Carol Ann Duffy.
Photograph: Murdo Macleod for The Guardian
British poet laureate Carol Ann Duffy has set herself a new project – to write her first ballet based on the fairy story of Rapunzel
. Duffy, who was named a poet laureate in 2009, has promised that her ballet will stay true to the original and far darker story written by the Brothers Grimm.
'Fairy tales are strange and familiar, frightening and reassuring, and provide a map of childhood which we can use as adults to remember who we are,' Duffy said
. 'Their retelling and reinterpretation is part of the lifeblood of literature.'
The ballet has been commissioned by Sadler Well’s Theatre in London, who recently received a £600,000 ($900,000) grant from the Monument Trust. Choreographed by Liv Lorent, the production will be aimed at a family audience.
The cast will feature eight professional dancers as well as many young children, and hopes to explore the dark themes of the original tale which tells of a young couple who are forced to give their baby daughter to a witch who keeps her locked in a tower before a handsome prince attempts to rescues her and gets blinded in the process.
Also taking part in the project is costume designer Michele Clapton, best known for her work in television series Game of Thrones
, as well as composer Murray Gold whose most recent work includes Doctor Who
'It's the dream team,' artistic programmer and producer at Sadler’s Wells Emma Gladstone said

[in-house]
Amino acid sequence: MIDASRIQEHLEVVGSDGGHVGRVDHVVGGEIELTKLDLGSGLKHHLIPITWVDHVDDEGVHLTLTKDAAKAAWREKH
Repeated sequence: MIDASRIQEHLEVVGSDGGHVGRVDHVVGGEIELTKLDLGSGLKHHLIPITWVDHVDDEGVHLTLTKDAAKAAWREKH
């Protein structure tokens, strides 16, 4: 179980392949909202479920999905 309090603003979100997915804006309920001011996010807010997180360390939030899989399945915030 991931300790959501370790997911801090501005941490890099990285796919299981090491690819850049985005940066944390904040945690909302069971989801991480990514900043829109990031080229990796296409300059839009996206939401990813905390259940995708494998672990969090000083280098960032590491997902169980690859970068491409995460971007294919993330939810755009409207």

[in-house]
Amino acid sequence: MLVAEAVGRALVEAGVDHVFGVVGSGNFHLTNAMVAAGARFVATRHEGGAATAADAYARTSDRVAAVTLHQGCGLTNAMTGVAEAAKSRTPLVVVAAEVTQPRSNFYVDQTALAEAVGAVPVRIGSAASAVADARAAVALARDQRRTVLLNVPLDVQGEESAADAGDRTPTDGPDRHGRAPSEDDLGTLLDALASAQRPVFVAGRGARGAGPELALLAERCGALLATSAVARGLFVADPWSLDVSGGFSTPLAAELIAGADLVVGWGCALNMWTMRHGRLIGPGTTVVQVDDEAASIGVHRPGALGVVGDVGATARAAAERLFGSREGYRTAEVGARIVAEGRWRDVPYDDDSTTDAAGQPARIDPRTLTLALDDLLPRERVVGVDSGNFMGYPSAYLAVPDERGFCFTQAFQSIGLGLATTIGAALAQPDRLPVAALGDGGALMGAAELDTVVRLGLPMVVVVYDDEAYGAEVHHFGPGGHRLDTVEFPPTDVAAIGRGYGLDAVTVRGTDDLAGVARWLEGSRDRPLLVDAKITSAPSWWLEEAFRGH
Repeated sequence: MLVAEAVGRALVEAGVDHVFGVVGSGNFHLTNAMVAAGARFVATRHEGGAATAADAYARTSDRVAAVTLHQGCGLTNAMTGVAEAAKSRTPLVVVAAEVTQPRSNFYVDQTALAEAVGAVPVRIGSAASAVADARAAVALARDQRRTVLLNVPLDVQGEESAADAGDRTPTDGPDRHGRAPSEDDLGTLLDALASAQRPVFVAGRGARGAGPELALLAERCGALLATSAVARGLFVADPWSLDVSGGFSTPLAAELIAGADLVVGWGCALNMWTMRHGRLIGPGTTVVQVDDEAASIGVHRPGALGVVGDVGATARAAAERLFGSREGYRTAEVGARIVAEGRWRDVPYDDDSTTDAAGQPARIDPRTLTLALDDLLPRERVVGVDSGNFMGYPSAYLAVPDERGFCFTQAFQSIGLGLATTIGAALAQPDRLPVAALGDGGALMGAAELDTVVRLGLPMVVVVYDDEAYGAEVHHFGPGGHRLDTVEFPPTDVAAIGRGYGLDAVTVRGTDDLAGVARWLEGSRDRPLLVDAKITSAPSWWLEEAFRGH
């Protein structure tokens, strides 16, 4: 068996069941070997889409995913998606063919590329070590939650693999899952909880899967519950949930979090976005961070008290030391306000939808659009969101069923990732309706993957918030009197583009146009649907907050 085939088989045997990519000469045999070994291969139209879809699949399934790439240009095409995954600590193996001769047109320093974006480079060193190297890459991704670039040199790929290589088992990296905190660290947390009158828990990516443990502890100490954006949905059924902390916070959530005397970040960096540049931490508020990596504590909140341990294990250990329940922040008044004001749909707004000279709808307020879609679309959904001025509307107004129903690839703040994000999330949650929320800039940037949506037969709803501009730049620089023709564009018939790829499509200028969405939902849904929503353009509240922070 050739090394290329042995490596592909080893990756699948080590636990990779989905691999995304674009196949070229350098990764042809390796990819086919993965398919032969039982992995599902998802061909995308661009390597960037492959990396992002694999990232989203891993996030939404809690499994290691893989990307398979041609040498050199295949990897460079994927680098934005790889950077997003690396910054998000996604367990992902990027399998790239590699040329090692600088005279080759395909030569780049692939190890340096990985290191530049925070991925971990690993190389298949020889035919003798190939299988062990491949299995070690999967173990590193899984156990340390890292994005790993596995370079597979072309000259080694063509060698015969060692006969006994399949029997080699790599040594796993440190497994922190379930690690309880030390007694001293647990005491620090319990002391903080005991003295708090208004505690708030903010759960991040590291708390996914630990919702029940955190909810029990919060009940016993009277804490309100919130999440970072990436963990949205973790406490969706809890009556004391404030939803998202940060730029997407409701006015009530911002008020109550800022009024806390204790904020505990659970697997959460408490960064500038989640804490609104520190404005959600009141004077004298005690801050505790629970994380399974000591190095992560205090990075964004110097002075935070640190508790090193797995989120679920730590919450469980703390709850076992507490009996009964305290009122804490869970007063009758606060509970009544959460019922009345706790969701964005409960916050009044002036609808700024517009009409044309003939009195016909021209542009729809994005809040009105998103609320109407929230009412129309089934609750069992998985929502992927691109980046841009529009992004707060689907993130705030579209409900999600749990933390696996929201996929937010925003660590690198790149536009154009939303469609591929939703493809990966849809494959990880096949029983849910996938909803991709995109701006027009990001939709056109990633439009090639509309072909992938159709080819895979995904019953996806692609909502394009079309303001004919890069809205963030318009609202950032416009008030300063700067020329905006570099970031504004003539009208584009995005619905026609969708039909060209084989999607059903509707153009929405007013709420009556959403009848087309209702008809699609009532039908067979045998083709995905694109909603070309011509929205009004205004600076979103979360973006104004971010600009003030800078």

. 'Liv Lorent has been thinking about this project for some time, and when we first talked about it these are the people she really wanted – and amazingly we've got them all.'Rapunzel
was first published in 1812 in a collection of fairy tales book by the Brothers Grimm. Recent adaptations of the story include Disney’s animated feature Tangled
, which takes a far more light-hearted approach to the tale.
'Most of us remember Rapunzel’s hair and the tower, but we’re a bit hazy on the rest of the story,' Lorent said. 'It’s been told again and again. But we’re telling an older, slightly darker version, more akin to its Grimm tale origins.'
Similarly, Gladstone believes that this new production will provide something out of the ordinary - a darker ballet for children.
'There's so little ballet of substance for children, and this – with all the elements of body change, of puberty, of the awakening of desire – is a story full of potential,' she said.
The ballet will premiere at the Durham Book Festival in October and will then proceed to tour UK before opening in Sadler’s Wells in March next year.